World: Intel officials say ISIS could regroup after U.S. 'betrayal' of Kurds in Syria - - PressFrom - US
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World Intel officials say ISIS could regroup after U.S. 'betrayal' of Kurds in Syria

15:51  10 october  2019
15:51  10 october  2019 Source:   nbcnews.com

Hillary Clinton calls Trump's Syria pullout a 'sickening betrayal' of allies

  Hillary Clinton calls Trump's Syria pullout a 'sickening betrayal' of allies Hillary Clinton on Monday slammed the Trump administration's decision to pull U.S. troops out of northern Syria. © Greg Nash Hillary Clinton calls Trump's Syria pullout a 'sickening betrayal' of allies "Let us be clear: The president has sided with authoritarian leaders of Turkey and Russia over our loyal allies and America's own interests," Clinton, a former secretary of State and senator and President Trump's Democratic rival in 2016, tweeted."His decision is a sickening betrayal both of the Kurds and his oath of office.

Officials ask what will happen to the 12,000 ISIS fighters being guarded by the Kurds . The report said that ISIS had lost its grip on territory in Syria and Iraq but had "morphed into an Current and former officials also expressed frustration over what they see as a profound betrayal of the Kurdish

Analysts said the redeployment would betray America’ s Syrian Kurdish allies, decrease American leverage in Syria and open a void that could A decline in American support could leave them vulnerable to attacks by ISIS or by others who resent their rise. They have few other international

WASHINGTON — A sustained Turkish military operation against U.S.-backed Kurdish forces in Syria — which President Donald Trump appears to have permitted — would vastly increase the threat to Americans from ISIS, which remains intent on attacking the West, current and former intelligence officials tell NBC News.

a person walking down a street next to tall buildings: Image: ISIS member© Reuters file Image: ISIS member

The immediate concern, officials say, is what will happen with the 12,000 ISIS fighters currently being guarded by the American-backed Kurds. The ISIS prisoners are the world's largest concentration of terrorists. If those fighters are set free, officials fear a replay of what happened in Iraq between 2010 and 2013, when the core group who founded ISIS were released or escaped from detention after U.S. forces left the country.

McConnell warns Trump most of Senate opposes Syria troop withdrawal

  McConnell warns Trump most of Senate opposes Syria troop withdrawal Senate Majority Leader Mitch McConnell became the highest ranking Republican to criticize President Trump’s decision to remove U.S. forces from a multinational coalition fighting terrorism in Syria. © Provided by MediaDC: Washington Newspaper Publishing Company, Inc.McConnell, of Kentucky, went one step further than simply expressing opposition to the move. He reminded Trump that a supermajority of lawmakers — more than two-thirds of the full Senate, voted in January to express support for “continued military presence in northeastern Syria.” And he compared the move to the Obama administration’s inaction in Syria.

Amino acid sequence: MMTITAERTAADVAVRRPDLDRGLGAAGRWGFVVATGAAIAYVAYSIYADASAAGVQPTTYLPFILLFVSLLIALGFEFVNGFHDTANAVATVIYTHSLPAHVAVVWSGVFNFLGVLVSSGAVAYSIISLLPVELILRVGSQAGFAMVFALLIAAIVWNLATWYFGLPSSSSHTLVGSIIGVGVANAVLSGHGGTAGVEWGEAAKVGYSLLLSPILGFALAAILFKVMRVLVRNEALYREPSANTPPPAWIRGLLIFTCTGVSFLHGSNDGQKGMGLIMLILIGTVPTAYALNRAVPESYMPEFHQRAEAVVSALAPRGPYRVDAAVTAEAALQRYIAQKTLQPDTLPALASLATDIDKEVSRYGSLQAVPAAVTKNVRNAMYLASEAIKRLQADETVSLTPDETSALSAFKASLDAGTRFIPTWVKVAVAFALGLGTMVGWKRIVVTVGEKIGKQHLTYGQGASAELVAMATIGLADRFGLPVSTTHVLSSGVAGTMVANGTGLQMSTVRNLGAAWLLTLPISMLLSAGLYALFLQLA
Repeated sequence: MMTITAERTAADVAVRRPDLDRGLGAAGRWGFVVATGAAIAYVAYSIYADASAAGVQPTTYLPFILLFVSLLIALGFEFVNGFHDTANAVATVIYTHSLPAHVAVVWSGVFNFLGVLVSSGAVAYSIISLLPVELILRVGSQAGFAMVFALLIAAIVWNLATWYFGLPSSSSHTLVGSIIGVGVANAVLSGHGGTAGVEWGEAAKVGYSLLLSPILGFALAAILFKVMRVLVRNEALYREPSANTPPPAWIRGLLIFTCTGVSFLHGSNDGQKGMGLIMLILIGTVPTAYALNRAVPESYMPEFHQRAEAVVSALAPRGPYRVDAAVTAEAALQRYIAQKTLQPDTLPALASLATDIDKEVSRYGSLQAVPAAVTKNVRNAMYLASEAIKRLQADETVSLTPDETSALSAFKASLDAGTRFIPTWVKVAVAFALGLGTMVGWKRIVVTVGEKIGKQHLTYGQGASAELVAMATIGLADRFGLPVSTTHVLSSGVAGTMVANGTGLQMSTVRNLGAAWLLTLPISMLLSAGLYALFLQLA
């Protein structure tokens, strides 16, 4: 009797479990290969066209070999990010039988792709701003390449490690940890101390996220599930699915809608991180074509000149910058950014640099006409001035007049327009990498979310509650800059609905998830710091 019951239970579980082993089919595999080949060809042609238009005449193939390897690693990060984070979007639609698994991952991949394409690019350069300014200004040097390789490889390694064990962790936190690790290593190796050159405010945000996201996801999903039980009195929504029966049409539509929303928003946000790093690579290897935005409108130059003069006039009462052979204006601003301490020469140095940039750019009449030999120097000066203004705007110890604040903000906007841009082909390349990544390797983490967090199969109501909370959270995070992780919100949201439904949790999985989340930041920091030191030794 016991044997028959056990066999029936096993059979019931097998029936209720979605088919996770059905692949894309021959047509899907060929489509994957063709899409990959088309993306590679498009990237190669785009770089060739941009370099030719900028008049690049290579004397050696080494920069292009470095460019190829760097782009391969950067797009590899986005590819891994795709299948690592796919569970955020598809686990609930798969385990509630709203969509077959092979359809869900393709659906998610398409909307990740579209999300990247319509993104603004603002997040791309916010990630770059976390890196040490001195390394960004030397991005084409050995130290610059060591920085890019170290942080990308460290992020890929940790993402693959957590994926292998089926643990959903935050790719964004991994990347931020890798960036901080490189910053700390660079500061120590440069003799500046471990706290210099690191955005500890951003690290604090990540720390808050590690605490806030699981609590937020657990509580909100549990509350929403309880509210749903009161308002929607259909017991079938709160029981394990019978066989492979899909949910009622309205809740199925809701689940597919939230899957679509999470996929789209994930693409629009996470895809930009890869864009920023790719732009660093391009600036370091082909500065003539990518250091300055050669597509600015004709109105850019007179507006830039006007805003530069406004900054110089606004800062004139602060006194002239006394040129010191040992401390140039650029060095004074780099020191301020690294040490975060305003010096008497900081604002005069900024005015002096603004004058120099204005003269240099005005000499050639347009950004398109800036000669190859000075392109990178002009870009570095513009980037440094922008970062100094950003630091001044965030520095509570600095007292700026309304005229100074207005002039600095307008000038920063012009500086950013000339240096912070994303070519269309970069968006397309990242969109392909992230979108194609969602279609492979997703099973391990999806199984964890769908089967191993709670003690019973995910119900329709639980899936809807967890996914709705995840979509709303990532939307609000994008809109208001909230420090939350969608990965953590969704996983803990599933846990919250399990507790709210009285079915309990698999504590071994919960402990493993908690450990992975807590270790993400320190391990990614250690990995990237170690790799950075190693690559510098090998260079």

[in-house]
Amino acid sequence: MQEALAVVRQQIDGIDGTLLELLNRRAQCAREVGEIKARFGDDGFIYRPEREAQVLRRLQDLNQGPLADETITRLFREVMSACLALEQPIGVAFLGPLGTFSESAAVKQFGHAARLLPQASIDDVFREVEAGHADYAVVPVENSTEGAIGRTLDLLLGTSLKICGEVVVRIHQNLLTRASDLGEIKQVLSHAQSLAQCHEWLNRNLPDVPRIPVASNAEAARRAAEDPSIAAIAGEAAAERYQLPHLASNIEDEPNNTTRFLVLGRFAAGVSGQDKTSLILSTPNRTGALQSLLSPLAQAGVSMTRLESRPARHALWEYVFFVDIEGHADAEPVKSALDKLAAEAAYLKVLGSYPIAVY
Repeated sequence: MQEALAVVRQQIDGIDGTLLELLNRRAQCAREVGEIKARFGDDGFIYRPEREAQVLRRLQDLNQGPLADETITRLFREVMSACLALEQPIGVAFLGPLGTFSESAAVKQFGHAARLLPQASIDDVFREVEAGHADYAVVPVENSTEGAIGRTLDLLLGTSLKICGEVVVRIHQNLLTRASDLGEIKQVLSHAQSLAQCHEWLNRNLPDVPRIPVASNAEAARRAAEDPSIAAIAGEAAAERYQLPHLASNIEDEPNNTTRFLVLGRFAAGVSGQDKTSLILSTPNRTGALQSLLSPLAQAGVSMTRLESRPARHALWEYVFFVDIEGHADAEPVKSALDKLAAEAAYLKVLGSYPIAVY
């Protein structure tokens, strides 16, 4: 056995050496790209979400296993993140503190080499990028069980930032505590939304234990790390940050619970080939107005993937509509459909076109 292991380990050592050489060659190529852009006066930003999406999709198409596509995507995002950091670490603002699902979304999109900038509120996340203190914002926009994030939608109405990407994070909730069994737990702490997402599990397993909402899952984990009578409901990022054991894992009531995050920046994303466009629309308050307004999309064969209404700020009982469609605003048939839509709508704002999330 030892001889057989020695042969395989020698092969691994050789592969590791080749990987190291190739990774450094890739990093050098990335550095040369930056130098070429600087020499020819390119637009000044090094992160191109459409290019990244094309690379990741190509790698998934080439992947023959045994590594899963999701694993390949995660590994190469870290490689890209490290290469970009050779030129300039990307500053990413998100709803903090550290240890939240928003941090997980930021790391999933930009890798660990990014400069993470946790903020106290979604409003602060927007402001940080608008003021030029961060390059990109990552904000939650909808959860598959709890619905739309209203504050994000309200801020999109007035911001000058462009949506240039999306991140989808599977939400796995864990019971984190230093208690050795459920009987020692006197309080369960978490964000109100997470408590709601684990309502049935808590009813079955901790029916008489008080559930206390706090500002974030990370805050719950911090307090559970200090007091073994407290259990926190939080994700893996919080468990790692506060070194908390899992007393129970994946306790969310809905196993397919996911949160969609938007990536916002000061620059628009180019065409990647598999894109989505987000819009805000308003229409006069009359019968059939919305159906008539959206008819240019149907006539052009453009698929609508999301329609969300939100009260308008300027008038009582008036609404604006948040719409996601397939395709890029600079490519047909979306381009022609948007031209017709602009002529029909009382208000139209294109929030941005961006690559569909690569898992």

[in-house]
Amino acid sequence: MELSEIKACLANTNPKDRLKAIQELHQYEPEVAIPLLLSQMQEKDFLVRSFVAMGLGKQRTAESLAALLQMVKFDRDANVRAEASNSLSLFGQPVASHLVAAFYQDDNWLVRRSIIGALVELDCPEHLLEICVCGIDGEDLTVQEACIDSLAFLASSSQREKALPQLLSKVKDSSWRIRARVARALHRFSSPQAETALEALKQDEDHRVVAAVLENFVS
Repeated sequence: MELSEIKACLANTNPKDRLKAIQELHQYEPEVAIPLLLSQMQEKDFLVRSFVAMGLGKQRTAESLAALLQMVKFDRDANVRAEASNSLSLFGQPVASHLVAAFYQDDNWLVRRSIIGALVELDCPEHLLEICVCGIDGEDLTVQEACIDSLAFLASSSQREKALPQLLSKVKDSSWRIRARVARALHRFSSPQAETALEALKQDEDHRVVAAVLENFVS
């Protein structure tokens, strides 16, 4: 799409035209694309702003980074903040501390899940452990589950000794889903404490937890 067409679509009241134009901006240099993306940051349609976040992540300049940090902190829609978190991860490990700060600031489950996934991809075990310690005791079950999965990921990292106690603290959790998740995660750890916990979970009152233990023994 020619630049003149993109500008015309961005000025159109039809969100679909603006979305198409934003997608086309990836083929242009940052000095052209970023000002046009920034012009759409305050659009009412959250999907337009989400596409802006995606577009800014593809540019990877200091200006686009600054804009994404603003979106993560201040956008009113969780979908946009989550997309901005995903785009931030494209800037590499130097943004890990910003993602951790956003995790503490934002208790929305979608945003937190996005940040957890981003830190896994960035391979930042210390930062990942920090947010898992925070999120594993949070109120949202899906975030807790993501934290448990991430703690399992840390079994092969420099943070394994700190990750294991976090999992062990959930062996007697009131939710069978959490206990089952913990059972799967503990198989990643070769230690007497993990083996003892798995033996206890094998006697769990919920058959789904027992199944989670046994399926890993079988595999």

Whether or not the Islamic State can rebound, after being driven out of most of its territory in Iraq and Syria , for now it is Asli Aydintasbas, a senior fellow with the European Council for Foreign Relations, said the United States was on the “verge of another historic betrayal of the Kurds ,” which could lead

Syrian Kurds gather round a US armoured vehicle on the outskirts of Ras al-Ain town in Syria in October. The debt owed to Kurdish forces is acknowledged by western security partners who realise Isis remains unfinished business. Whether the Kurds can trust the US has already been answered.

Some of the very people who broke out of Iraqi prisons helped turn ISIS into a movement that not only seized territory in Iraq and Syria, but orchestrated and encouraged terrorist attacks in Europe and the United States.

More broadly, current and former officials say, a large Turkish military incursion into Northern Syria will have the effect of removing the single greatest source of counterterrorism pressure against ISIS — a Kurdish force that has been crucial to defeating and containing the terror group.

Asked about the risks, U.S. intelligence officials chose their words carefully Wednesday, not wanting to say anything publicly that appears to criticize Trump's policies. But they did not dispute what one of the top counterterrorism officials in the government told NBC News last month — that ISIS remains a dangerous threat, and that reduction of counterterrorism pressure on the group would "set the conditions for potential re-emergence in a very powerful way."

Trump defends Syria move: The Kurds 'didn't help us' in Normandy

  Trump defends Syria move: The Kurds 'didn't help us' in Normandy President Trump on Wednesday criticized the Kurds, saying they didn't help the United States during World War II and that they were only fighting for their land in Syria during the battle against ISIS."The Kurds are fighting for their land," Trump told reporters at the White House during an event in the Roosevelt Room."And as somebody wrote in a very, very powerful article today, they didn't help us in the second World War, they didn't"The Kurds are fighting for their land," Trump told reporters at the White House during an event in the Roosevelt Room.

Kurdish fighters in northern Syria partnered with the United States to fight the Islamic State, but may find themselves facing Turkey’ s military alone. It was unclear on Monday when and where Turkish forces would cross into Syria , but the sense of betrayal by the United States among Syrian Kurds